Let’s start with a couple definitions.
Seizures are sudden episodes of excessive discharge of electrical activity in the brain that usually cause a change in behavior. Seizures may be related to a brain injury or a family tendency, but most seizures occur for no known reason. There are different types of seizures and what occurs during a seizure will depend on the area of brain involved.
Epilepsy is a neurological condition which affects the nervous system. The term seizure disorder is often used to mean the same thing. Epilepsy usually is diagnosed after a person has had two or more seizures that are not provoked or caused by a specific medical illness. When epilepsy is present, a person has a tendency to have recurring seizures.
When something happens to you for the first time that might have been a seizure, you should see a doctor or nurse as soon as possible.
The doctor or nurse should first ask you or your family member about your history. This is important because it may indicate whether or not it was a seizure, and if it was, the history may point to the possible cause and indicate the chances another seizure could occur.
The doctor or nurse will ask for a complete description of what happened. Often it is important to bring along a family member or someone else who saw the seizure and can tell the doctor what happened, since the person who had the seizure may have been unconscious at the time and unable to remember it. Even if the patient thinks that he or she was aware during it, there may be important aspects that the patient can not recall. The doctor or nurse will want to hear not only a description of the seizure itself, but also the details about the events leading up to it and the after-effects that followed it.
You might be asked questions like:
Some other things that the doctor or nurse should ask you include:
After the history, the doctor should conduct physical and neurological examinations. Because certain medical disorders involving other organ systems of the body can cause seizures, your doctor will perform a general medical examination as an important part of your first visit for seizures. A physical examination along with some laboratory tests can tell the doctor whether your liver, kidneys, and other organ systems are working properly.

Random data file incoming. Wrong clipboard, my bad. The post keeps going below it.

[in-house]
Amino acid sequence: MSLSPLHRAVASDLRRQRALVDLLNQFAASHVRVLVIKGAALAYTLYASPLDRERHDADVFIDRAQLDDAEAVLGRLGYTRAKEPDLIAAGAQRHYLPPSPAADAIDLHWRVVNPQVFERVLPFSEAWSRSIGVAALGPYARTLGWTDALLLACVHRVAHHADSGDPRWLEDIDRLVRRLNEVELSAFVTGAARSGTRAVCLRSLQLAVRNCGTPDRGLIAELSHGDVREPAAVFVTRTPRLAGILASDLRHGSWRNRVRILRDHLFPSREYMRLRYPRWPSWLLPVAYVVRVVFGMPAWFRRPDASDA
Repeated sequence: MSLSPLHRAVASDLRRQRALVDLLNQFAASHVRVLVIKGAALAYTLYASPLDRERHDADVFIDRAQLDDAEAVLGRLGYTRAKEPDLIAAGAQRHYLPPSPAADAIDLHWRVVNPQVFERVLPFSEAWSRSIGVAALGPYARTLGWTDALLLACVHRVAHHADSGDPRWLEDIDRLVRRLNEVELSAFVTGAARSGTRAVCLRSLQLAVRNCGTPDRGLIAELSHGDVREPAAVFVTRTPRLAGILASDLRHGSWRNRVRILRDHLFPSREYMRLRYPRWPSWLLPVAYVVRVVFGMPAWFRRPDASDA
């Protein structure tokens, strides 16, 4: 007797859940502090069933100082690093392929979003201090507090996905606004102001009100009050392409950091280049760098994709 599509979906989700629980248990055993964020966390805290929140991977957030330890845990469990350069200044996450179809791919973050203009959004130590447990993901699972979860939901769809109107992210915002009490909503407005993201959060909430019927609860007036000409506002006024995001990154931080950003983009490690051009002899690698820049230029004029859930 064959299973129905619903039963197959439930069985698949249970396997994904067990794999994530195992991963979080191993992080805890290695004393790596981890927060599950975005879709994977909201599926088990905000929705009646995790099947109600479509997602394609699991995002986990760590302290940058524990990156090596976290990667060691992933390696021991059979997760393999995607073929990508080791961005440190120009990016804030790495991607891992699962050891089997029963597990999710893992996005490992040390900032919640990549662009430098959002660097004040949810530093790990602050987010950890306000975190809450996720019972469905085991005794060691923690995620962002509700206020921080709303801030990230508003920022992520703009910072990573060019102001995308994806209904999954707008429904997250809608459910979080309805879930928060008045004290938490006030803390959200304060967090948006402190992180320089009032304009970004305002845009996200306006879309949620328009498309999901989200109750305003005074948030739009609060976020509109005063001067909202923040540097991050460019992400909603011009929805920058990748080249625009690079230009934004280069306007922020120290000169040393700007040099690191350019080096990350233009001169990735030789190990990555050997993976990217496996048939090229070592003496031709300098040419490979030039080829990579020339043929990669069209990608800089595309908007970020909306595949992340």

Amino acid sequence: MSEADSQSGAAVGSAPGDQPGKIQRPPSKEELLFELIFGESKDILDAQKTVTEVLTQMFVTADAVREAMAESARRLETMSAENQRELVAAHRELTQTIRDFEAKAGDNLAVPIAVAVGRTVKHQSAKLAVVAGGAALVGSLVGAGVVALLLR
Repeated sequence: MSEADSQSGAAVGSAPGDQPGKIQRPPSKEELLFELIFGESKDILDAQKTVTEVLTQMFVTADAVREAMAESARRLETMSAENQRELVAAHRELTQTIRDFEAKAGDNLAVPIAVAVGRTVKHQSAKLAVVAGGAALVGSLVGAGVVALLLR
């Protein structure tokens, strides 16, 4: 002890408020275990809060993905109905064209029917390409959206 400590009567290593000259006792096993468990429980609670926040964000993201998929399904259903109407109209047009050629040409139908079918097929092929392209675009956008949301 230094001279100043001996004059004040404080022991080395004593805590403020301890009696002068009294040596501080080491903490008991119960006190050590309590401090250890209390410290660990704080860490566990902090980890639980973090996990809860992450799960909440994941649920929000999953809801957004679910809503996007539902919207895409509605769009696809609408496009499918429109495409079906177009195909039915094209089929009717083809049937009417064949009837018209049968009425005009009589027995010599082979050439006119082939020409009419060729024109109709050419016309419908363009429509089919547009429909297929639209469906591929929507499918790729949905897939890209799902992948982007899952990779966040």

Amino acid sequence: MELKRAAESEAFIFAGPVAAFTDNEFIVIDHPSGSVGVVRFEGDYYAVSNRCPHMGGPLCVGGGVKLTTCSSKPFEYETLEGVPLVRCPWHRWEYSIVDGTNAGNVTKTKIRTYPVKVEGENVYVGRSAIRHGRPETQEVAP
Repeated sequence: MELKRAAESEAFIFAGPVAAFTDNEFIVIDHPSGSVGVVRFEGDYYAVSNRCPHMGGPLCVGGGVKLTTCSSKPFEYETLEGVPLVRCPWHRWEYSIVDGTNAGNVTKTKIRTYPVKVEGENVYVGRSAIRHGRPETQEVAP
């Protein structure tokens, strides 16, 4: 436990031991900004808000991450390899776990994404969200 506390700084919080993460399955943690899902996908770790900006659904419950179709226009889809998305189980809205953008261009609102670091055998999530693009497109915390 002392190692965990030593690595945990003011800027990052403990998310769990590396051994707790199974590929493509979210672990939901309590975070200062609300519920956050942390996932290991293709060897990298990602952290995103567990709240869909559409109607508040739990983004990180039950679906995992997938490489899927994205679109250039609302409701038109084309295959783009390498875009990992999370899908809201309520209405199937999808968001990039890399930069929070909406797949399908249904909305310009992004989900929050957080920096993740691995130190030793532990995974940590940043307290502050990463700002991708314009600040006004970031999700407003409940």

Some people have both epilepsy and a medical disorder such as kidney disease or an overactive thyroid gland. If you have a disorder of this kind, both your neurologist and your primary care doctor should know about it. Your medical disorder may be involved in causing your seizures. Even if it is not, the presence of another disorder may affect the seizure medicines that may be prescribed for you. Either the disorder itself may affect the way the medicine works in your body, or the medicine prescribed to treat it may interact with your seizure medicine.
The neurological examination evaluates how well your brain and the rest of your nervous system are functioning. It checks the functioning of your muscles, your senses, and your reflexes. It also monitors how well you walk and checks your coordination. Another important part of the neurological exam is a test of your mental functions, such as the ability to remember words, do arithmetic, and name objects.
The doctor usually orders a variety of tests to help determine if the event was a seizure, and if so, whether it was indicative of epilepsy or another problem. These tests include:
Depending on the urgency of the situation, other tests also might be recommended, such as a lumbar puncture (also called a spinal tap), EKG (electrocardiogram, to check the heart), or a sleep test.
The results of these tests often appear completely normal in people with epilepsy. Normal test results do not necessarily mean that the seizures are not real or that epilepsy is not present.
If the primary care physician can’t be sure if you had a seizure, or can’t find a reason for the seizure, then he or she should refer you to a doctor who specializes in neurology (general neurologist) or to a neurologist who specializes in the treatment of epilepsy (an epileptologist).
If the doctor or nurse concludes that you had a seizure, you should receive information on safety issues that are important for you to know, such as first aid for seizures, driving restrictions and how to be prepared in case another seizure occurs.
In special situations, your doctor may recommend that treatment with epilepsy medications be started after one seizure if he or she believes you are likely to have more seizures. Some of these situations include:
The doctor chooses a particular seizure medication based on the type of seizure you may have had, your age, and whether you have any other medical conditions. The doctor then should then discuss with you how to take the medicine, what side effects to look for, and when to come back for a follow-up visit.
Topic Editor: Mary Jo V. Pugh, PhD, RN and Steven C. Schachter, MD.
Last Reviewed: 3/25/08
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